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Most museum-goers identify Impressionism with Claude Monet’s haystacks, Vincent van Gogh’s starry sky, or Edgar Degas’s sculptures of young dancers. Camille Pissarro’s paintings are less iconic, but they ought to affect fans of Impressionism who are also interested in Jewish art.
Self portrait of Pissarro
Since the identification tags that hang beside his landscapes, cityscapes, and pointillist figures in museums do not usually include his full name–Jacob Abraham Camille Pissarro–many people do not realize Pissarro was Jewish. His decision to use his French rather than Hebrew names reflects some of the struggles he and his family had with their faith.
Pissarro Family vs. St. Thomas Rabbinate
The Pissarro family came from a long line of Spanish and Portuguese conversos. Joseph Gabriel Pizzarro, Camille’s grandfather, moved from Portugal to Bordeaux, France toward the end of the 18th century, and his son Frederic (Camille’s father) relocated to the island of St. Thomas (which is now part of the Virgin Islands). As a port that was a major commercial center, St. Thomas was known as a place where people could practice their faith freely, and was home to a small Jewish community.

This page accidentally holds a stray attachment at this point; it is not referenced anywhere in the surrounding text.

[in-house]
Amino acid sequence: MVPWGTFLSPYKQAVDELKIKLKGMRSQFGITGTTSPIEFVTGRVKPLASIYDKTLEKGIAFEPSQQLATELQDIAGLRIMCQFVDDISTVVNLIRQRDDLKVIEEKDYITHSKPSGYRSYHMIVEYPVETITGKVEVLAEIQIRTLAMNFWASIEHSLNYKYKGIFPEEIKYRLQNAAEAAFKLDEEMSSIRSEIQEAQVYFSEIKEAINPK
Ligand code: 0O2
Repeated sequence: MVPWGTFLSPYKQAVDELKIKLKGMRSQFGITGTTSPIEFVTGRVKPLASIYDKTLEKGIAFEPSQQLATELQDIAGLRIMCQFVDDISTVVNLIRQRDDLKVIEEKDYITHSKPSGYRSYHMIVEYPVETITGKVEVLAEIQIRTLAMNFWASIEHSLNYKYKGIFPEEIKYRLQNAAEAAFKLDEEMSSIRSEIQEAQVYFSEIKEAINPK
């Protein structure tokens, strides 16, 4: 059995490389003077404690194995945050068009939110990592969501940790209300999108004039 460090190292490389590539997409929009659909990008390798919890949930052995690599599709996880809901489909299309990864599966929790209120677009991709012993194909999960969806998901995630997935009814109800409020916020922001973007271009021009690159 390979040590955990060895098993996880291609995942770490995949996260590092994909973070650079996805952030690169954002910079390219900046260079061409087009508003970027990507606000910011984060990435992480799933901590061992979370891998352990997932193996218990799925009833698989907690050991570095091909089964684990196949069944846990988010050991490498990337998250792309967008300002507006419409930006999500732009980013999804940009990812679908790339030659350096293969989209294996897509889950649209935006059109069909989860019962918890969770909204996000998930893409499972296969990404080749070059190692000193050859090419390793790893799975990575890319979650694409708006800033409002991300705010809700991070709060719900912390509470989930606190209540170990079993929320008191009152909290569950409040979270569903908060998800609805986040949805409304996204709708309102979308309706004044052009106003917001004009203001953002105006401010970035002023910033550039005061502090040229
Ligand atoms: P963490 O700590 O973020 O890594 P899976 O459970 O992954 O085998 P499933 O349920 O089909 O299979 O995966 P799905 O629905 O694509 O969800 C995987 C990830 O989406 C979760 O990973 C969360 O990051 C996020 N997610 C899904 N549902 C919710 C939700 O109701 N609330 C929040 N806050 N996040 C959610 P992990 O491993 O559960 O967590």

In 1826, Frederic married Rachel, his uncle’s widow. The announcement in the St. Thomas Times declared the union “by license from His Most Gracious Majesty King Frederick VI, and according to the Israelitish ritual.” But the editors had not checked their facts. The next day, the rabbis of St. Thomas sent a letter to the paper declaring that the wedding transpired “without the knowledge of the Rulers and Wardens of the synagogue, nor was the Ceremony performed according to the usual custom,” since the Book of Leviticus prohibits sexual relations between a man and his aunt.
In 1830, when Camille was born to this religiously-suspect union, he was officially registered at the town’s synagogue, but it took three years after Camille’s birth for the rabbis to accept his parents’ marriage. This might explain why Frederic and Rachel sent Camille to a school that was part of the Moravian Church. When Frederic died, his will granted large and equal parts of his fortune to the local synagogue and church, no doubt a slap in the face of the rabbis.
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